Speeding is unmannerly. Speed limits exist for a reason and if you are one of those that enjoys running up to the bumper of the car in front of you and then swerving around, The Lady turns up her nose at your buffoonery.

Driving too slowly is unmannerly, most especially if one is driving slowly in the fast lane. The Lady says move to the slow lane.

Distracted driving….a la texting or using your handheld phone. Stop it, now! There is NOTHING that is more important than arriving safely…no call, text, Facebook post.

The Lady includes both drivers who will not allow others to merge and those that see the merge signs five miles back and merge at the last minute in the boat of rudeness. Be courteous!

The habit of not using the turn signal (blinker where The Hooper-Bracketts are from) is dangerous and rude.

Blowing one’s horn for no reason other than to hear it blare is the height of rudeness. One should only trumpet to avert danger.

Driving with the high beams on (horrors!) will earn you a stern look from The Lady if she sees you out and about.

Remember: drive courteously!

Best Driving Wishes,

The Lady Hooper-Brackett

Food Friday: Finger Foods

Cherished readers, there never seems to be a shortage of questions about food etiquette and table manners. Today The Lady will review items that may properly be consumed as ‘finger foods’. Bon Appetit.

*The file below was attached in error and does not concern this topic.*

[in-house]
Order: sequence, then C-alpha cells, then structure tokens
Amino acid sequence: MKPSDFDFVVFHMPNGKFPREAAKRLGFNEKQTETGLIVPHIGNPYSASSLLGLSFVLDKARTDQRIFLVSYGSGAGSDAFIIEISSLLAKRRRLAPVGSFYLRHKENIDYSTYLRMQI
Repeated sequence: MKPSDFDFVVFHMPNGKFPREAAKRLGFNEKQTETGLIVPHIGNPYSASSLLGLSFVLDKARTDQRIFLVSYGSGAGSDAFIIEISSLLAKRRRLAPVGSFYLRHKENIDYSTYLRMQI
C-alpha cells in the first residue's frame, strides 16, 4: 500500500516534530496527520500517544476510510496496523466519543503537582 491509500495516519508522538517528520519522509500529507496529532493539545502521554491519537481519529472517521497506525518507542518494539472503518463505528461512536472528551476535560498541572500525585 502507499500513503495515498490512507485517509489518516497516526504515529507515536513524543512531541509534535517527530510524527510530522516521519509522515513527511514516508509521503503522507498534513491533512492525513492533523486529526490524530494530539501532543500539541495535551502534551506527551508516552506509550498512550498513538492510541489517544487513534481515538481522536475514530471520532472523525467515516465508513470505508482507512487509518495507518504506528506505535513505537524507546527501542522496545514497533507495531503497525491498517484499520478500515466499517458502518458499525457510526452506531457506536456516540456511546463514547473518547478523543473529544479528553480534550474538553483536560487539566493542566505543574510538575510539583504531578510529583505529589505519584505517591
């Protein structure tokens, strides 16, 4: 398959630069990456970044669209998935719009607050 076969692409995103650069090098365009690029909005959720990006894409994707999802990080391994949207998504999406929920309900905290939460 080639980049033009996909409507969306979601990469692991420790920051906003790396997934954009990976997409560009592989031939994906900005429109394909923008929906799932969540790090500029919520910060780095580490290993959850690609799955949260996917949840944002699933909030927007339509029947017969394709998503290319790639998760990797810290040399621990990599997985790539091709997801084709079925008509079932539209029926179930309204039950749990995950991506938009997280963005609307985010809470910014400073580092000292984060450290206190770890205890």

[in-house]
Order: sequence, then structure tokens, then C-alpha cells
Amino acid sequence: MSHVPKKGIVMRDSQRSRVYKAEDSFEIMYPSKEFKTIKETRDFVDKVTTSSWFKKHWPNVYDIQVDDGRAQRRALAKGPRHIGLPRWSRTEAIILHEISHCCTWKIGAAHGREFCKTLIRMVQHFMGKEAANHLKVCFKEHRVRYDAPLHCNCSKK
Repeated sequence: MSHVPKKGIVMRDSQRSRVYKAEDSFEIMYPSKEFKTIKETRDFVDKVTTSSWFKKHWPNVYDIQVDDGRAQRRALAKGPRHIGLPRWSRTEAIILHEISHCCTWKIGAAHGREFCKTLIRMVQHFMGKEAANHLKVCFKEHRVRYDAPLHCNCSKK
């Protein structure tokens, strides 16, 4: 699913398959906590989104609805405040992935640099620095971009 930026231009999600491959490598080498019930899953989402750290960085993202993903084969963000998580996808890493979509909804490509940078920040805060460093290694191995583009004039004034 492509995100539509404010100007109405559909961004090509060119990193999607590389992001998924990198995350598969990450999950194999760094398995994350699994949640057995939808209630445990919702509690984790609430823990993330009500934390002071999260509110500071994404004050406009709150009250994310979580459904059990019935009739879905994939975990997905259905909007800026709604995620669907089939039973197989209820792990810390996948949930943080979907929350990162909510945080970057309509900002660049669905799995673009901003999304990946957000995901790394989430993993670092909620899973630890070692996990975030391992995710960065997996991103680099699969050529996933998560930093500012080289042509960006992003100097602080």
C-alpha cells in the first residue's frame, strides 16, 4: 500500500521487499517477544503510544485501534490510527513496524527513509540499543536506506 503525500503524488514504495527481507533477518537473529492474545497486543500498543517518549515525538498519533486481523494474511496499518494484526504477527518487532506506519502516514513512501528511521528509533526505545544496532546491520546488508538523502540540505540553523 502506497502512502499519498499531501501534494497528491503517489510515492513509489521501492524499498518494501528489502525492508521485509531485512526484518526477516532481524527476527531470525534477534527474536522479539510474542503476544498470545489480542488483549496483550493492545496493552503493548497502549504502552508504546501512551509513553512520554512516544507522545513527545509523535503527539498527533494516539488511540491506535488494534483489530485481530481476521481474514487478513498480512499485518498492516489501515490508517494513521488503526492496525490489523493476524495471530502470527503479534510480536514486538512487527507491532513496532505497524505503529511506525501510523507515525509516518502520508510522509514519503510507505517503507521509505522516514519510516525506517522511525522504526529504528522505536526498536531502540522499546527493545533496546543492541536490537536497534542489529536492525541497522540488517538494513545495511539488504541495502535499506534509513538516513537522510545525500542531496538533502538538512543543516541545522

Pizza: Except at a very formal dinner where one would use knife and fork (The Lady can truthfully say that she has never been to a formal dinner where pizza was served) pizza is eaten in your fingers with the wedge sides held together so that the cheese and filling do not come out. Have a napkin handy, just in case.

French Fries: Plain, small french fries with no gravy or ketchup on them can be eaten using your fingers, unless they are extremely greasy. Large french fries, or those served with gravy or other sauce are best eaten using fork.

Artichokes: A finger food. See post about this interesting vegetable here

Bacon: Only very crisp bacon may be eaten using your fingers.

Fried chicken: Should be eaten as a finger food on informal occasions, but this seems to perhaps be a regional preference. The Lady has had her second home in the South for just about 5 years now. The first time she attempted to eat fried chicken with a knife and fork, she received many quizzical looks. The Lady cannot recall when she was served fried chicken at a formal dinner.

Corn On The Cob: Finger food. See post here

Sandwiches: Small sandwiches may be eaten from the fingers, but large, high stacked sandwiches would be better eaten with a knife and fork. Imagine how big your mouth would have to be opened if you tried to fit a triple-decker club sandwich into it and how you would feel if someone snapped a picture at that moment. (Gracious!)

Olives and celery: Finger foods. Just a gentle reminder not to stick the olives on the ends of your fingers and nibble on them thoughtfully. The Lady admits that she did this as a child (and with great glee) but once one reaches the age of ten or so, it is no longer appropriate (alas).

Best Food Wishes,

The Lady Hooper-Brackett